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Steve Horn has shifted to criminal justice reporting from the environmental beat, and returns to talk about the implications of DNA evidence obtained via genealogy web sites in Golden State Killer investigation.Horn previously reported on environmental issues for DeSmogBlog, and he now writes for Criminal Legal News and Prison Legal News. You can find his report on the Golden State Killer case here.
We open with a discussion of the issues raised by the investigation, where detectives created a fake genetic profile at GEDmatch.com that led them to a relative of the suspect in custody, Joseph DeAngelo. DeAngelo was fired as a police office for a small town in the Sierra Foothills in the 1970's and the suspect may have been involved in a dozen murders, 50 rapes, and over 100 burglaries.
Since this is a high-profile cold case, many people overlook the implications of the use of DNA data that people posted to research their family history, and many of the users of GEDmatch likely didn't read the terms of service, which say that law enforcement has the authority to tap into the DNA repository for criminal investigations.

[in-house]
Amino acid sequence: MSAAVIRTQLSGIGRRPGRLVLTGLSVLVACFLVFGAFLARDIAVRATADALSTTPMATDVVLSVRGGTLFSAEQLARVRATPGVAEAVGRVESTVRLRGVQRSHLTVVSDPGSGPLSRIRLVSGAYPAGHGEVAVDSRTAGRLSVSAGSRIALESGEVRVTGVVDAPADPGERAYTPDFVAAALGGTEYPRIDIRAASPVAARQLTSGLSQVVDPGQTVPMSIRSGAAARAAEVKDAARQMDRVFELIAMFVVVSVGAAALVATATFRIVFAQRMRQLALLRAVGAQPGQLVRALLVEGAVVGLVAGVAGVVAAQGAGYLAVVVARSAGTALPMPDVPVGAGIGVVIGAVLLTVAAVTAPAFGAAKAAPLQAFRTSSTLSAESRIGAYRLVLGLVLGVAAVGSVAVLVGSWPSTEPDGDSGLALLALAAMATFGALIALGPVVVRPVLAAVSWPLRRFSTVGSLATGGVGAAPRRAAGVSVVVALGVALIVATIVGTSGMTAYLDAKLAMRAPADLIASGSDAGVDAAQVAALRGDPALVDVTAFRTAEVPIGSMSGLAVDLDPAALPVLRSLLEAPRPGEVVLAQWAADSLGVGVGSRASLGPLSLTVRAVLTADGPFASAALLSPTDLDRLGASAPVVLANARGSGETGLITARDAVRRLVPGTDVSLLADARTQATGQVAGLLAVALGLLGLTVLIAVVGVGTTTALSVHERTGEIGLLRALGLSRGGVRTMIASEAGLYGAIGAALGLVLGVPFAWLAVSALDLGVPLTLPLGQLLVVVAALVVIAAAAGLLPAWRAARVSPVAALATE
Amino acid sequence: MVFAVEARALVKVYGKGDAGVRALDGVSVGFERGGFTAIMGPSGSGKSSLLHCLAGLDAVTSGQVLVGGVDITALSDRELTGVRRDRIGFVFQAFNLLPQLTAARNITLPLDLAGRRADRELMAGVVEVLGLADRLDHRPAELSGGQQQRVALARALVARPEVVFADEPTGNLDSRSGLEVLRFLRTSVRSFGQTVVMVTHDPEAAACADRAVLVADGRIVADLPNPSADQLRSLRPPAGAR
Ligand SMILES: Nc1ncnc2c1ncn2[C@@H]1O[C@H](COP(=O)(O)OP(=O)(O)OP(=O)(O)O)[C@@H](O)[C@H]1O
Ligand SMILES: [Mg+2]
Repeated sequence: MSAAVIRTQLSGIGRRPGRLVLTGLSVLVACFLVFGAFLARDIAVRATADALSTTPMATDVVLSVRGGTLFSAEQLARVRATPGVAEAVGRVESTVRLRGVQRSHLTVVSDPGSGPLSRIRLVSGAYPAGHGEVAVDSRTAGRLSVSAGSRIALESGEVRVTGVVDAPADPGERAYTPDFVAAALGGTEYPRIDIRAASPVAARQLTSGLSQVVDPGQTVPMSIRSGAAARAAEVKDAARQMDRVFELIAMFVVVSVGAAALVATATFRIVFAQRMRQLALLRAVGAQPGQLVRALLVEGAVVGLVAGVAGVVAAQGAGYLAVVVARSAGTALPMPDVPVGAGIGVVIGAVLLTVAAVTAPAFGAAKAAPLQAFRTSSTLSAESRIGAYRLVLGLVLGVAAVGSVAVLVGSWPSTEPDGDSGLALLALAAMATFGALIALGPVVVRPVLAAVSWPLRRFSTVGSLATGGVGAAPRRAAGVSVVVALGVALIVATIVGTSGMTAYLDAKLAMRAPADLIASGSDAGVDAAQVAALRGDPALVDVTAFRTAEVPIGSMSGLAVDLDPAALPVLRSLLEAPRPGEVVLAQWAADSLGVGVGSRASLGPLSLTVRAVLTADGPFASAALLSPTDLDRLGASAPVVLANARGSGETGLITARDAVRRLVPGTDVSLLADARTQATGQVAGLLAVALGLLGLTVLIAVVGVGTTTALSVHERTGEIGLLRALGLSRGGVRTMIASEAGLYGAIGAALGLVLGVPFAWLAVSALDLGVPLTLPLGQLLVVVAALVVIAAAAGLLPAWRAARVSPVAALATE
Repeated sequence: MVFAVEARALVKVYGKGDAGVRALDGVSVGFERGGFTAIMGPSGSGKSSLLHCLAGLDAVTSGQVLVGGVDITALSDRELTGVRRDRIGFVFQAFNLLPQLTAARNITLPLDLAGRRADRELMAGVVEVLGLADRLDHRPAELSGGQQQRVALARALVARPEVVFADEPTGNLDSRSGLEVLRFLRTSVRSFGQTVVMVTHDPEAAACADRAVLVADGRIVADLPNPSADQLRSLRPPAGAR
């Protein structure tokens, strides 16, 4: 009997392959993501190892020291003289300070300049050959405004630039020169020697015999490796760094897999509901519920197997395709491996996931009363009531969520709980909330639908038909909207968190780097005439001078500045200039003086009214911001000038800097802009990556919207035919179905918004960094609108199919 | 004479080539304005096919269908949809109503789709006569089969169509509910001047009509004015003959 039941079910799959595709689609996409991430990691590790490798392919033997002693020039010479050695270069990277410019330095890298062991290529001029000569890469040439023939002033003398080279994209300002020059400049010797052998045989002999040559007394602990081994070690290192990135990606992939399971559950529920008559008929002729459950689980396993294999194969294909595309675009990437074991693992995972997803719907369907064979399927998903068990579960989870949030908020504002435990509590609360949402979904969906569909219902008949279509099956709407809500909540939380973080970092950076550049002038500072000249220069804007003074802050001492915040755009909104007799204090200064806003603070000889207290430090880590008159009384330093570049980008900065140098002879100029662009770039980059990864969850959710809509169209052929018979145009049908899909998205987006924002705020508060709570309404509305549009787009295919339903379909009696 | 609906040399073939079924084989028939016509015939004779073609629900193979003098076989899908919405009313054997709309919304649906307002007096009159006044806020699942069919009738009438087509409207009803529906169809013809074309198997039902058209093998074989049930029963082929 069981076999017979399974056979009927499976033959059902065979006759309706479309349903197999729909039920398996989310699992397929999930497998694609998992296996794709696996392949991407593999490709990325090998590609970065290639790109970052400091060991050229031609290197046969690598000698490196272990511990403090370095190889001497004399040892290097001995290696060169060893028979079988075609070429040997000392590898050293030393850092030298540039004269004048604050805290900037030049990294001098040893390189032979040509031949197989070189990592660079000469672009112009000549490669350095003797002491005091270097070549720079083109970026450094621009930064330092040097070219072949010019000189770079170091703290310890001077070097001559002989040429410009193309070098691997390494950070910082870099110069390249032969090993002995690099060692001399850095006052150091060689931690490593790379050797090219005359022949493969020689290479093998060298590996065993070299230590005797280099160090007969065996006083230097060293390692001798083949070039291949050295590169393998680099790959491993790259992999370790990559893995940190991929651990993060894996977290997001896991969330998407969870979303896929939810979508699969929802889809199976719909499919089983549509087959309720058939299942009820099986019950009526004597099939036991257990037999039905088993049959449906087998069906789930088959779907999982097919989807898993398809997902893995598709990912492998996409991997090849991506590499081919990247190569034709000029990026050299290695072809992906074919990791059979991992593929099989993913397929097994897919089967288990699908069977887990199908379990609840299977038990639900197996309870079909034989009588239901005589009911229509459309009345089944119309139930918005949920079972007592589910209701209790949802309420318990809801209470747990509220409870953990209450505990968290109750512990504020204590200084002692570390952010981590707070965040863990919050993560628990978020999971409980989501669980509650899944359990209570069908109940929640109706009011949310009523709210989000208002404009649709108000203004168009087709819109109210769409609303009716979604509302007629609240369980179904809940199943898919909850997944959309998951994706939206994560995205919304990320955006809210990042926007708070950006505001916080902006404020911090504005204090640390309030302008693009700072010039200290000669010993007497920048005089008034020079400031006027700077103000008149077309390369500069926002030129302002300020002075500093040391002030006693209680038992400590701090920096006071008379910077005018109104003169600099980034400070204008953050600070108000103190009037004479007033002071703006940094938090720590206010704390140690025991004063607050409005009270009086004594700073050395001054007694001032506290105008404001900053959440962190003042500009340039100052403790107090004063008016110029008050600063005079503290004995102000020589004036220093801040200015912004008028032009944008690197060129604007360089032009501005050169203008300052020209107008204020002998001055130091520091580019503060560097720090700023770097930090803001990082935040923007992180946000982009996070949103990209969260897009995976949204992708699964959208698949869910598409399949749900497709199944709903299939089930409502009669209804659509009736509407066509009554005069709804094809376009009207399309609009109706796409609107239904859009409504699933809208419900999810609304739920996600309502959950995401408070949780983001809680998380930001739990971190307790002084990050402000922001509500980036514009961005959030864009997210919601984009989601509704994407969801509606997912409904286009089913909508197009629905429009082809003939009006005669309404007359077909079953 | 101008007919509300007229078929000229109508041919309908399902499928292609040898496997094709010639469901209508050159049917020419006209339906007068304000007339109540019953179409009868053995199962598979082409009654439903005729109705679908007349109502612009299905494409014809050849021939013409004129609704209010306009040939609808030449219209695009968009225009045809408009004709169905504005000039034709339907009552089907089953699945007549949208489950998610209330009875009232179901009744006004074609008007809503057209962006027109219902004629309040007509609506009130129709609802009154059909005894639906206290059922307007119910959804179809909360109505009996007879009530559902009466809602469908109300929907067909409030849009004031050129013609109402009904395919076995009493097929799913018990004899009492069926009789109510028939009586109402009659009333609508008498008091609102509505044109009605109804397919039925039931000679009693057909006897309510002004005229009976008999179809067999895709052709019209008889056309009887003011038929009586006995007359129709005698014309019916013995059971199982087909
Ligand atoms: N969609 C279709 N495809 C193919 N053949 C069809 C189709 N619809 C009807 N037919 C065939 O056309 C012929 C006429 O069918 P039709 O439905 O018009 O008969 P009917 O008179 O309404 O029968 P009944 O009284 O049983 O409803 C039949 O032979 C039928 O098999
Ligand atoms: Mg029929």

Civil liberties advocates have a range of concerns, from privacy to 4th and 5th Amendment issues. We discuss these along with other tech tools used by police, from body cams and dashcams to Stingray surveillance. While many citizens seem unconcerned and say they "have nothing to hide", the unintended uses of data need to be carefully considered.
Near the end, Horn talks about his shift from environmental reporting to criminal justice, and explains his frustration in 2016, when politics prevented him from reporting critically on Obama and Clinton, because enviro journalism is largely funded by Democrat-aligned foundations.